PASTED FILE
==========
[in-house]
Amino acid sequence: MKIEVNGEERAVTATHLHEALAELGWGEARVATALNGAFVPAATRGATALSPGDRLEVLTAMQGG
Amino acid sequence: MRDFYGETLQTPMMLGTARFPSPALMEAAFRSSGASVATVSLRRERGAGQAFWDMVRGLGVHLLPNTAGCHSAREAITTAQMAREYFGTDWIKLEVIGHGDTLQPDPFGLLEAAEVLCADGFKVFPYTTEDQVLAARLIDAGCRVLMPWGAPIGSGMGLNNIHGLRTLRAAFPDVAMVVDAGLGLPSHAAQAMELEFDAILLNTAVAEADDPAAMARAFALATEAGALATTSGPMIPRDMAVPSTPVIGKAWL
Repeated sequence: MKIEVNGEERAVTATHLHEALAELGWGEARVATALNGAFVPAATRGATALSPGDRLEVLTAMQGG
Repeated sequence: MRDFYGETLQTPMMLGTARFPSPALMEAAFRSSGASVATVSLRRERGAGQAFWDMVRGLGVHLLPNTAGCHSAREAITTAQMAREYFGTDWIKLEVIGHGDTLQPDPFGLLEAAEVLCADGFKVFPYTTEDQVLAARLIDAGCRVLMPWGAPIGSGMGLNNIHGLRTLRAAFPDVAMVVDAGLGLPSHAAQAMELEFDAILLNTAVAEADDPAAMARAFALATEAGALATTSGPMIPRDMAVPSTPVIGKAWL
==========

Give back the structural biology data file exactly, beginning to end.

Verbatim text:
[in-house]
Amino acid sequence: MKIEVNGEERAVTATHLHEALAELGWGEARVATALNGAFVPAATRGATALSPGDRLEVLTAMQGG
Amino acid sequence: MRDFYGETLQTPMMLGTARFPSPALMEAAFRSSGASVATVSLRRERGAGQAFWDMVRGLGVHLLPNTAGCHSAREAITTAQMAREYFGTDWIKLEVIGHGDTLQPDPFGLLEAAEVLCADGFKVFPYTTEDQVLAARLIDAGCRVLMPWGAPIGSGMGLNNIHGLRTLRAAFPDVAMVVDAGLGLPSHAAQAMELEFDAILLNTAVAEADDPAAMARAFALATEAGALATTSGPMIPRDMAVPSTPVIGKAWL
Repeated sequence: MKIEVNGEERAVTATHLHEALAELGWGEARVATALNGAFVPAATRGATALSPGDRLEVLTAMQGG
Repeated sequence: MRDFYGETLQTPMMLGTARFPSPALMEAAFRSSGASVATVSLRRERGAGQAFWDMVRGLGVHLLPNTAGCHSAREAITTAQMAREYFGTDWIKLEVIGHGDTLQPDPFGLLEAAEVLCADGFKVFPYTTEDQVLAARLIDAGCRVLMPWGAPIGSGMGLNNIHGLRTLRAAFPDVAMVVDAGLGLPSHAAQAMELEFDAILLNTAVAEADDPAAMARAFALATEAGALATTSGPMIPRDMAVPSTPVIGKAWL